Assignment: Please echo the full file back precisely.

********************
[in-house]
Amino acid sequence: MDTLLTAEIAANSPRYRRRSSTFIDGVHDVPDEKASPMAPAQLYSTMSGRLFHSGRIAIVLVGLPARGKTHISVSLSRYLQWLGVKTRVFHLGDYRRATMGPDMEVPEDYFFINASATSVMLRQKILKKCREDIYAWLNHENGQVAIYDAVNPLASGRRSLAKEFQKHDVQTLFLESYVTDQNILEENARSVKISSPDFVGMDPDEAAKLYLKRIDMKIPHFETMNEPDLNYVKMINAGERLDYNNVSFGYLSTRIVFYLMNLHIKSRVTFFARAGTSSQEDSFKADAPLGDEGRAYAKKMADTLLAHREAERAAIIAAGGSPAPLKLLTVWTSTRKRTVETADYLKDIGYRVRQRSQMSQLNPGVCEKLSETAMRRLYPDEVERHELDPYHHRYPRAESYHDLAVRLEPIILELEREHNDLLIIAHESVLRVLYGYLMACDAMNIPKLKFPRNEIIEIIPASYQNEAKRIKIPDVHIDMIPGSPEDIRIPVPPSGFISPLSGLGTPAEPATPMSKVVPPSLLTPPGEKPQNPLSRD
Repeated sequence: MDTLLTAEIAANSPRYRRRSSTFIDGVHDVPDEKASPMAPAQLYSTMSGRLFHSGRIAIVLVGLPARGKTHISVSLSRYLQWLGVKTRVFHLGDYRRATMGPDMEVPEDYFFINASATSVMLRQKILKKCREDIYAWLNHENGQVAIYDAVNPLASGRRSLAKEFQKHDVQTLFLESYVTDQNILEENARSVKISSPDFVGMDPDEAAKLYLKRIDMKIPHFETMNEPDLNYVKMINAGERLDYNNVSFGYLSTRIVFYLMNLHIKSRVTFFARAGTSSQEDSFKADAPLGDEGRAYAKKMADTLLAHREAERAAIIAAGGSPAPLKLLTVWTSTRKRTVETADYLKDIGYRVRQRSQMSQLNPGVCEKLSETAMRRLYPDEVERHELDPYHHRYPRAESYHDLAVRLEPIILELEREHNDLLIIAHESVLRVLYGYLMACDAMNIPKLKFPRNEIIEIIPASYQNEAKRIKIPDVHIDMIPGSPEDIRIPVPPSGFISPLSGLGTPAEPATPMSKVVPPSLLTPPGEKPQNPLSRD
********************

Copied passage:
[in-house]
Amino acid sequence: MDTLLTAEIAANSPRYRRRSSTFIDGVHDVPDEKASPMAPAQLYSTMSGRLFHSGRIAIVLVGLPARGKTHISVSLSRYLQWLGVKTRVFHLGDYRRATMGPDMEVPEDYFFINASATSVMLRQKILKKCREDIYAWLNHENGQVAIYDAVNPLASGRRSLAKEFQKHDVQTLFLESYVTDQNILEENARSVKISSPDFVGMDPDEAAKLYLKRIDMKIPHFETMNEPDLNYVKMINAGERLDYNNVSFGYLSTRIVFYLMNLHIKSRVTFFARAGTSSQEDSFKADAPLGDEGRAYAKKMADTLLAHREAERAAIIAAGGSPAPLKLLTVWTSTRKRTVETADYLKDIGYRVRQRSQMSQLNPGVCEKLSETAMRRLYPDEVERHELDPYHHRYPRAESYHDLAVRLEPIILELEREHNDLLIIAHESVLRVLYGYLMACDAMNIPKLKFPRNEIIEIIPASYQNEAKRIKIPDVHIDMIPGSPEDIRIPVPPSGFISPLSGLGTPAEPATPMSKVVPPSLLTPPGEKPQNPLSRD
Repeated sequence: MDTLLTAEIAANSPRYRRRSSTFIDGVHDVPDEKASPMAPAQLYSTMSGRLFHSGRIAIVLVGLPARGKTHISVSLSRYLQWLGVKTRVFHLGDYRRATMGPDMEVPEDYFFINASATSVMLRQKILKKCREDIYAWLNHENGQVAIYDAVNPLASGRRSLAKEFQKHDVQTLFLESYVTDQNILEENARSVKISSPDFVGMDPDEAAKLYLKRIDMKIPHFETMNEPDLNYVKMINAGERLDYNNVSFGYLSTRIVFYLMNLHIKSRVTFFARAGTSSQEDSFKADAPLGDEGRAYAKKMADTLLAHREAERAAIIAAGGSPAPLKLLTVWTSTRKRTVETADYLKDIGYRVRQRSQMSQLNPGVCEKLSETAMRRLYPDEVERHELDPYHHRYPRAESYHDLAVRLEPIILELEREHNDLLIIAHESVLRVLYGYLMACDAMNIPKLKFPRNEIIEIIPASYQNEAKRIKIPDVHIDMIPGSPEDIRIPVPPSGFISPLSGLGTPAEPATPMSKVVPPSLLTPPGEKPQNPLSRD